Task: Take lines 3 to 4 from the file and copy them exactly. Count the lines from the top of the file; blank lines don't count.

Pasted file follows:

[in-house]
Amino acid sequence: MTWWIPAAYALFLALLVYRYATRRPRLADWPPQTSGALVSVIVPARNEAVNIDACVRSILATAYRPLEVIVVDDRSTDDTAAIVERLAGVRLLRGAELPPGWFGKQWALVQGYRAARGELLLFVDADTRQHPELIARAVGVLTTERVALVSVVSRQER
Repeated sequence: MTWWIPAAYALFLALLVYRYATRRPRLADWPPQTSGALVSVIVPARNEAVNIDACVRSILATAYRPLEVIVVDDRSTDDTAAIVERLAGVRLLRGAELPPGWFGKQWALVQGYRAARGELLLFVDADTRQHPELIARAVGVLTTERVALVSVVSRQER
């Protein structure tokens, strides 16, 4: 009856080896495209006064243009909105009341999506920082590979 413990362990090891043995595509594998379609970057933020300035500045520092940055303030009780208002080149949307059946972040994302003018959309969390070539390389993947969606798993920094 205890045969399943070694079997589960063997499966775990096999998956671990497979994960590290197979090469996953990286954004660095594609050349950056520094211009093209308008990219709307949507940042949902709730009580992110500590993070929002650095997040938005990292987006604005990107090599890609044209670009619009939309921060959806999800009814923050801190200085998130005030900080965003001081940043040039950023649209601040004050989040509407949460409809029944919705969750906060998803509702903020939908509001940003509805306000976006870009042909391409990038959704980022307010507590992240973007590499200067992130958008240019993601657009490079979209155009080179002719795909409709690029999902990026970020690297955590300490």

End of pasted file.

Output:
Repeated sequence: MTWWIPAAYALFLALLVYRYATRRPRLADWPPQTSGALVSVIVPARNEAVNIDACVRSILATAYRPLEVIVVDDRSTDDTAAIVERLAGVRLLRGAELPPGWFGKQWALVQGYRAARGELLLFVDADTRQHPELIARAVGVLTTERVALVSVVSRQER
């Protein structure tokens, strides 16, 4: 009856080896495209006064243009909105009341999506920082590979 413990362990090891043995595509594998379609970057933020300035500045520092940055303030009780208002080149949307059946972040994302003018959309969390070539390389993947969606798993920094 205890045969399943070694079997589960063997499966775990096999998956671990497979994960590290197979090469996953990286954004660095594609050349950056520094211009093209308008990219709307949507940042949902709730009580992110500590993070929002650095997040938005990292987006604005990107090599890609044209670009619009939309921060959806999800009814923050801190200085998130005030900080965003001081940043040039950023649209601040004050989040509407949460409809029944919705969750906060998803509702903020939908509001940003509805306000976006870009042909391409990038959704980022307010507590992240973007590499200067992130958008240019993601657009490079979209155009080179002719795909409709690029999902990026970020690297955590300490």